Amidst domestic gas crisis, last week, Baldwin was at the Ministry of Petroleum Resources in a meeting with the Minister of State for Petroleum Resources, Timipre Sylva, to intensify the push for gas supply from Nigeria.
Although security concerns were part of the issues, especially theft and vandalism, the EU may be an elixir for Ajaokuta-Kaduna-Kano (AKK) Gas Project and the Trans Sahara Gas Pipelines (TSGP) project adjudged one of the world’s longest offshore pipelines, which extends from Nigeria through Morocco to Europe.
Energy expert and former Chairman, Petroleum Technology Association of Nigeria (PETAN), Emeka Ene, said the changing dynamics along with Russia/Ukraine faceoff and impact of energy transition create an edge for Nigeria.
“The opportunity to create alternative markets for our resources and the strategic advantages associated with delivery of energy to these new markets will strengthen long term sustainability of our economy,” he said.
According to him, the development would also create access to other parts of Africa. Ene insisted that while infrastructure projects are driven by demand and not desire, there remained a latent demand from Europe and the rest of Africa, stressing that there is need to demonstrate the demand to attract capital.
PricewaterhouseCoopers’s Associate Director, Energy, Utilities, and Resources, Habeeb Jaiyeola, was worried about the capacity to explore gas in the country to meet the growing demand.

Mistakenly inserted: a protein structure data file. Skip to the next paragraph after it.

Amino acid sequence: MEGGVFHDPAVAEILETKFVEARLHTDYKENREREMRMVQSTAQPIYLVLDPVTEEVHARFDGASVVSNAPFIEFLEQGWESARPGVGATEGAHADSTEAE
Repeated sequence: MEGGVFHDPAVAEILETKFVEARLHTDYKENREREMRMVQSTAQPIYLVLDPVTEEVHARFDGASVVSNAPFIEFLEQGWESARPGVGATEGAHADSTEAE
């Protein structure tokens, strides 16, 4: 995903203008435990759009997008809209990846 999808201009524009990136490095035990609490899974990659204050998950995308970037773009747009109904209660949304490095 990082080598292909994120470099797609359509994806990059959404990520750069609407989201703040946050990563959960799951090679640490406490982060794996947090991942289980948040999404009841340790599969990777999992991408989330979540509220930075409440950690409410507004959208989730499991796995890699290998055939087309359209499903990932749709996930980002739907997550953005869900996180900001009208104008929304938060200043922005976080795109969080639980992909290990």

He stated that Nigeria stands at the advantage of leveraging the opportunities from the Russia-Ukraine war, adding that the impact of the war will have a long term implication, creating significant business opportunities for Nigeria.
Jaiyeola said serious efforts would be needed to increase gas production in the country, as a lot of investment would be needed to meet the emerging market.
“At the moment, gas infrastructure may not be at the level expected for gas terminals, assets and infrastructure to produce the gas for the country to uptake either through liquefied or gas pipelines.
“Building gas pipeline may be a tall order due to infrastructure. Liquefied gas looks more of an option since NLNG is known for that. At the moment, more efforts into that line of business would help us to harness our gas potentials,” Jaiyeola stated.
He noted that the opportunity remained golden for Nigeria to raise revenue away from fossil fuel as the world is diversifying from hydrocarbon, adding that government needs to prioritise further investment into exploration to have gas to export.
Renowned oil and gas expert, Henry Adigun, told The Guardian that the AKK project may remain challenging from funding perspective, adding that the first of 2023 target set by the NNPC some months ago may remain elusive.
Adigun stated that the infrastructure component remain key if Nigeria will succeed in exporting gas to Europe, as the current upscaling of the capacity of NLNG could increase the country’s gas output.
“What Nigeria can do now is to sign a deal with the countries. If we can get advance payment for the gas, we can use that investment on infrastructure. If it is possible, we can also get Europe to build the pipeline and we can pay over a period. But there’s no short term gas, the effort has to be on midterm to long term.
Speaking on the AKK line, especially the project delivery, Adigun said: “it cannot happen, there’s no money to continue the AKK line. Like everything in the country, it was not built with commercial considerations.”